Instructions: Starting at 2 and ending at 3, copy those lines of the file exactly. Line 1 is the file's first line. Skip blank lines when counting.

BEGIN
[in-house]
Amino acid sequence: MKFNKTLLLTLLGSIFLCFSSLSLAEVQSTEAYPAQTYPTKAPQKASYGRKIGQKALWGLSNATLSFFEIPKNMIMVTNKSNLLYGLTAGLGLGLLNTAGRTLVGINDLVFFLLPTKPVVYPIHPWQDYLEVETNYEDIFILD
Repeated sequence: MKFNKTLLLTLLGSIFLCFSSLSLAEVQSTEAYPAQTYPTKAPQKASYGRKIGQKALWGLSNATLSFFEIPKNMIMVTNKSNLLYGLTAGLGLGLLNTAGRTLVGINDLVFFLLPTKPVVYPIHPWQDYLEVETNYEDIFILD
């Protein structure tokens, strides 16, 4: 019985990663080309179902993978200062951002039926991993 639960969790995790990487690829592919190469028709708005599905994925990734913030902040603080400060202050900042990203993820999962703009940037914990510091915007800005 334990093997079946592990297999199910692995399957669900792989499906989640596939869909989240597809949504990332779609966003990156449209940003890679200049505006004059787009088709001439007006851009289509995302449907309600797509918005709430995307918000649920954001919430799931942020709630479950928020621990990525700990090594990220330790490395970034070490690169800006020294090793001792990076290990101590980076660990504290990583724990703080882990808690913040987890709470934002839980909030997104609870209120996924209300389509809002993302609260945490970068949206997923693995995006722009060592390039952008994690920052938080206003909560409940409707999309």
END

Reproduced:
Amino acid sequence: MKFNKTLLLTLLGSIFLCFSSLSLAEVQSTEAYPAQTYPTKAPQKASYGRKIGQKALWGLSNATLSFFEIPKNMIMVTNKSNLLYGLTAGLGLGLLNTAGRTLVGINDLVFFLLPTKPVVYPIHPWQDYLEVETNYEDIFILD
Repeated sequence: MKFNKTLLLTLLGSIFLCFSSLSLAEVQSTEAYPAQTYPTKAPQKASYGRKIGQKALWGLSNATLSFFEIPKNMIMVTNKSNLLYGLTAGLGLGLLNTAGRTLVGINDLVFFLLPTKPVVYPIHPWQDYLEVETNYEDIFILD